5. I agree 100% with you that the state's unconstitutional laws that cause the problem. I'm not OK with it, which is why I'm a life member of the NRA and member of ANJRPC, which are fighting against these ridiculous state laws. I even said in my post that I don't agree with the state law that we need to have a FID card. Having the card means we have to ask the state for permission to use our 2A right. It's a right, not a privilege that has to be asked for. The state is the problem. What I'm saying I don't understand is how it helps to boycott a private business for asking for the card. That doesn't solve the problem of the state unconstitutional laws. Nothing you posted explains any logic to this. I know they don't need to ask for the card, but I also get that they don't know or don't feel comfortable with all of NJ fucked up laws so they feel safer asking for it. But I guess I focus on the state laws being the problem and the businesses asking for the card to be a side effect. As for the older cards having SSN on it, I did not know that. It's not on mine and I've never heard anyone mention that fact when they bring up this subject. Now Dick's Sporting Goods, fuck them. I don't shop there. Besides them donating money to anti-2A campaigns, I have personal issues with them from personal experience. But places like Brownells that have done nothing but ask for the card, I don't see how boycotting them does anything to help our situation with the state laws.
  6. I don't understand why so many people get bent out of shape for places asking for the FID card. I don't agree with the state requirement to have the card, but I don't take it out on companies that feel they are trying to cover their own asses, even if they don't completely understand that NJ stupid laws do not apply to them. I jumped through the hoops to get the card and now I got it. So if I buy ammo, a gun, etc whether it be online or in a gun store and someone asks to see the card, well here it is because I got it for that reason. I rather show it to them and carry on with the transaction and be thankful they only ask for the card and not be one of the companies that says "fuck NJ residence altogether, we're not shipping them as much as a grain of black powder." And someone dug up this post from last year.
  7. Regular Guy

    NJ “Rain Tax”

    It will happen slowly so impact will not be quite as noticeable. The wage increases to $10 this summer, then it goes up $1 a year every year until it gets to $15. That will ultimately causes consumer prices to go up accordingly over the same 5 year time frame. This rain tax is supposed to be levied by townships and municipalities. I think some areas will feel it more than others but it will definitely contribute to the ever rising cost of living. I think urban and suburban areas will feel it more as residences (both home owners and renters) and businesses get the rain tax on driveways and/or parking lots. I would think rural areas like where I live would not be affected by rain tax because the townships do not have a sewer systems for runoff water to get in to.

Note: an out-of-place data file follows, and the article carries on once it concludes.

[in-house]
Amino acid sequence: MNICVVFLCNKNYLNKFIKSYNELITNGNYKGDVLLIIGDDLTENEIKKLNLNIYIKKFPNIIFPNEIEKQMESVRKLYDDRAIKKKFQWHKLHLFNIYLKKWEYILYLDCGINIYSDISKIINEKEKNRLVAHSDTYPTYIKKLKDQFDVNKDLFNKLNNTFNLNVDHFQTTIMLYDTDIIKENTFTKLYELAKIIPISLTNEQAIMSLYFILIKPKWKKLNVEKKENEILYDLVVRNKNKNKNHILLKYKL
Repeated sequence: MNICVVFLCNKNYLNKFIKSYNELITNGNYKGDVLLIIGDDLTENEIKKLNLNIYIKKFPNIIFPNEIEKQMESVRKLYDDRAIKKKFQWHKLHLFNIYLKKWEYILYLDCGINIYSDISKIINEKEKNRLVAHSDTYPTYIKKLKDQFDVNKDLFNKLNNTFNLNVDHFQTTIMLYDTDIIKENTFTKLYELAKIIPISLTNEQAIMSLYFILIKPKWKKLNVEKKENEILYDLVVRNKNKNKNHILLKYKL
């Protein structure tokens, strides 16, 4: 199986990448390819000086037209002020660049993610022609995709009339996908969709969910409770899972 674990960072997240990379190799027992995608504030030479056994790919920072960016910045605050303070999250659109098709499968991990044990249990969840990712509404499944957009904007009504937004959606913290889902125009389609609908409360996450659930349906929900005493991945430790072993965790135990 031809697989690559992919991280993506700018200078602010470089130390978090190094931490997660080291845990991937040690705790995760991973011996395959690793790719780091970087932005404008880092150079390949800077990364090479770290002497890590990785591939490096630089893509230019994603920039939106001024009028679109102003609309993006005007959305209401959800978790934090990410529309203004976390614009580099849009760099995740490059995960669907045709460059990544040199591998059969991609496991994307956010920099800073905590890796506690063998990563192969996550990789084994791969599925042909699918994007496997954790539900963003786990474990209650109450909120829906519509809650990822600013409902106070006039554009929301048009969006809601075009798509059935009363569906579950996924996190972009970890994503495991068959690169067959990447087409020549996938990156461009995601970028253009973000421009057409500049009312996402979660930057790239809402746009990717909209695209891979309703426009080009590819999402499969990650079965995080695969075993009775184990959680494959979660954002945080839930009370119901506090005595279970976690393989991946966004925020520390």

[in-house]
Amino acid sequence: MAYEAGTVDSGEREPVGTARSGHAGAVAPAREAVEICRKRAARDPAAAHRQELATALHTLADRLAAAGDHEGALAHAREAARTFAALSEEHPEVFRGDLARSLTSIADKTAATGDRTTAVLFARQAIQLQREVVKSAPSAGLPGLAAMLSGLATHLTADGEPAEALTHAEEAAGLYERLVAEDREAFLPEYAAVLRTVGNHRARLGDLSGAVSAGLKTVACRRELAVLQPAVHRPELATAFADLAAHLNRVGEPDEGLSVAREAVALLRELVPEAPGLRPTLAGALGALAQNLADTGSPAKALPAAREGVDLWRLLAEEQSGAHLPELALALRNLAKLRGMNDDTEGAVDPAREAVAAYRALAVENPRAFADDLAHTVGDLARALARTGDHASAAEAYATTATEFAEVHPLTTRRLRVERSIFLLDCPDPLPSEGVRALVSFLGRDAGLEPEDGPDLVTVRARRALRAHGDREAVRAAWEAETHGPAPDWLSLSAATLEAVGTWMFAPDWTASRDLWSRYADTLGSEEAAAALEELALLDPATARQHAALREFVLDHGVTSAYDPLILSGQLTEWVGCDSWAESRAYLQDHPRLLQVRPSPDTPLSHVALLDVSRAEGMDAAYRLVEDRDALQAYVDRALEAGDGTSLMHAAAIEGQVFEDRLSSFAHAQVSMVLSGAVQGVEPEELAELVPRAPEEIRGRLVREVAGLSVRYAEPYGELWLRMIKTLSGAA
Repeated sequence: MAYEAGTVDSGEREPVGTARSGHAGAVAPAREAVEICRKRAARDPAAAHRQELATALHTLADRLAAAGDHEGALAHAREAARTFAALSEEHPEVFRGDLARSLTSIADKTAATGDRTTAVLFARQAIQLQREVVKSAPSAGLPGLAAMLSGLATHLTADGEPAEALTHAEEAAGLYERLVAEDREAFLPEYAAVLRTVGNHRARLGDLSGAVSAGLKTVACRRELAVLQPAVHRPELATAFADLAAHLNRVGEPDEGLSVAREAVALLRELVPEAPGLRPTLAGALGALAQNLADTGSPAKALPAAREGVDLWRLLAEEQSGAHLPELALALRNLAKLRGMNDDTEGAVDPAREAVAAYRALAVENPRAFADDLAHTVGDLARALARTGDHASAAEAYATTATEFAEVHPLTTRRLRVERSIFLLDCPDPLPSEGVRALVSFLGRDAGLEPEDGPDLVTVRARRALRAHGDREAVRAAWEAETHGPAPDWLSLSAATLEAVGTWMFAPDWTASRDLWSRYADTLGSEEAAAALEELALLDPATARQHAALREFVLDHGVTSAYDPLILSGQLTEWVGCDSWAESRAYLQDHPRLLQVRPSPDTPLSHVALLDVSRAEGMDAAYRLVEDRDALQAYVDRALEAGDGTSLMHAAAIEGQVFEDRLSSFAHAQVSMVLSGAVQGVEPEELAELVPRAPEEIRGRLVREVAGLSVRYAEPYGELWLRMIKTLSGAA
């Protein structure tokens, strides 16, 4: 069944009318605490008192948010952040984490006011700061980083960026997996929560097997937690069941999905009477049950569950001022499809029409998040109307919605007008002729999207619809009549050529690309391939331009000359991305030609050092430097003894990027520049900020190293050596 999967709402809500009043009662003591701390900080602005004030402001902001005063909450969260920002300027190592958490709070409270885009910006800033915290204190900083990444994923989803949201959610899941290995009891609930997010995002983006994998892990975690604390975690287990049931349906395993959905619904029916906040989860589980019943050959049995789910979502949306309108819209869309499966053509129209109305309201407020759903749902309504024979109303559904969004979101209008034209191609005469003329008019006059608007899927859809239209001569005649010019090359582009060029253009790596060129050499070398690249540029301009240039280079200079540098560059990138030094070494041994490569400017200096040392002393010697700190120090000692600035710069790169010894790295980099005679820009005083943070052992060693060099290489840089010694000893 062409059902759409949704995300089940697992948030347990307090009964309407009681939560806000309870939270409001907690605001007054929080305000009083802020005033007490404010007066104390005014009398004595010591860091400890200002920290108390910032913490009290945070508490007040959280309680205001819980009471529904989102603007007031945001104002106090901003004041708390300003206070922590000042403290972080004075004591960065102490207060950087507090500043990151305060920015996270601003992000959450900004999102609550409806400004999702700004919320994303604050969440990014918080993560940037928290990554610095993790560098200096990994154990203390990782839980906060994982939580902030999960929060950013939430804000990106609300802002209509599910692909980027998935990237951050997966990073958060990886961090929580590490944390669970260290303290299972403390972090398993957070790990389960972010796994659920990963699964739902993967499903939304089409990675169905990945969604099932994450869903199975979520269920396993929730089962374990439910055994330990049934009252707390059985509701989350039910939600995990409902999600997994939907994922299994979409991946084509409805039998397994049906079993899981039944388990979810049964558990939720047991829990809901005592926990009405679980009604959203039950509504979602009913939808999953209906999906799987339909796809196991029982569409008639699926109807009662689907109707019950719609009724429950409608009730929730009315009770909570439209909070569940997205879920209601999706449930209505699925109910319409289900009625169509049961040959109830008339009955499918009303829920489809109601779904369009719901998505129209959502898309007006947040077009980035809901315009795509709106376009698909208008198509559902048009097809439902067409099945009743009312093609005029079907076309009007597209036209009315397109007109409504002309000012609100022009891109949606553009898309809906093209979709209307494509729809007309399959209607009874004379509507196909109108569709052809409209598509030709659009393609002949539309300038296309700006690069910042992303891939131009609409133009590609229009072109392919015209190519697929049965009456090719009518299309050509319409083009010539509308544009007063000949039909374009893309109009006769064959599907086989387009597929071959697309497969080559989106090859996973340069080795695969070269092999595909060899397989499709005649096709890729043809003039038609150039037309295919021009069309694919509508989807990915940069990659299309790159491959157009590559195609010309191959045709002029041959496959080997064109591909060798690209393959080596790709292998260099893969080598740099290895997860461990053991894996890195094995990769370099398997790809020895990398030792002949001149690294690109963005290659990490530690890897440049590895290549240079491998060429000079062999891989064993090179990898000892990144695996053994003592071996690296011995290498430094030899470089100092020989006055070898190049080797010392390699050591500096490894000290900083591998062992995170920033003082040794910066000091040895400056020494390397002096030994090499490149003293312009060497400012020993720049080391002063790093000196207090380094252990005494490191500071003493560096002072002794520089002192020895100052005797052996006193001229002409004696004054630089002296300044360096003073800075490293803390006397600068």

8. Regular Guy

    NJ “Rain Tax”

    That's how my septic system works.
  9. Regular Guy

    NJ “Rain Tax”

    Oh, so they are to keep run-off from going into sewer, but not into the ground. Makes sense now.
  10. Regular Guy

    NJ “Rain Tax”

    Once the well is full, where does the water go?
  11. Regular Guy


    10 round mag limit applies to all semi-auto firearms. The only exception is the tube on a semi auto rifle that uses .22 caliber rimfire cartridges like the Marlin Model 60. Limit for that is still 15 rounds. If you make your AR-15 a magazine fed bolt action rifle, you still will be limited to 10 rounds because the 15 round magazines "COULD" still potentially be used in a semi-auto AR-15. If you have a magazine fed, bolt action rifle whose magazine does not fit into any semi-auto firearm, then you would be able to go up to the 15 round limit for that guns magazines. I am not a lawyer and the info provided above is based on my understanding of the new law based on the info found on the ANJRPC home page and at Evan Nappen's page here. He is a good lawyer.
  12. Regular Guy

    NJ “Rain Tax”

    Sweet, a new tax! Haven't had a new tax since yesterday when they raised tax on gasoline 4.3 cents per gallon. Next they should tax us on the carbon dioxide we exhale.
  13. Regular Guy

    New Jermany at it again

    Same is true for carbon monoxide detectors. Newer ones have a set # of years for service life, then the entire unit must be replaced. It's not designed to have just the battery replaced.
  14. Regular Guy

    Freezer size? Need Advice!

    @weekend_junkie My chest freezer is 7.5 cu ft and I've put a whole pig (from farm & butcher, not wild) in it. Live weight was a little under 300 and I brought home about 150 lbs. Had a little room to spare. Also bought 1/4 cow before. Forgot the weight now, but that fills it completely with a few pieces having to go into another freezer. Obviously your mileage may vary, depending on the shape and size of your cuts, but 7-9 is good size for chest meat freezer. To get the same amount of meat in an upright freezer, you would need to spend more on a much larger upright freezer that will cost a little more in electricity to operate since it has a bigger space to cool. Speaking of energy efficiency, look at the label on the freezer to see what type of refrigerant it uses. The newer ones use R600a and the compressor for these are VERY energy efficient. My meat freezer uses it and is rated to draw 1.5 amps at 115 volts. Some will show watt usage but if it shows amps, just multiply amps x volts to get watts. Older freezer use R134a and the compressors for these draw more power to compress this and pump it through the system. You'll see higher wattage use or amp ratings for these models. Over the life of the unit, you'll save more money on electricity with one that uses R600a, regardless if it is chest or stand up. You mentioned bacon in your original question. I haven't had a wild boar processed but a friend of mine has had several. He said they they are much more lean than farm raised pigs and they don't have much fat on them so you cannot get bacon from them. I'm sure other can confirm or deny, but just something to check into if you were literally talking bacon. I prefer a chest freezer, but what Zeke said is so true. Most people with a chest freezer just fill it with either a whole pig, quarter or half a cow, several deer, etc then start eating their way in from top to bottom. they usually don't make it to the bottom before food on bottom gets old, or they realize it sucks to have to move over 110 pounds of frozen meat out of the way every time they want to even see what is on the bottom. It takes more planning and organization skill for how you arrange your items in a chest freezer dedicated to meat. Some come with baskets or you can do like @fishnut mentioned above and use milk crates to separate and organize things better. Those the best ideas I've seen for dealing with this problem.
  15. Regular Guy

    Constitutional carry

    I was stationed in South Dakota and lived there from 1998 to 2012. Even though the polar vortex just brought them a week of -60 degree wind chills, I kinda miss the place.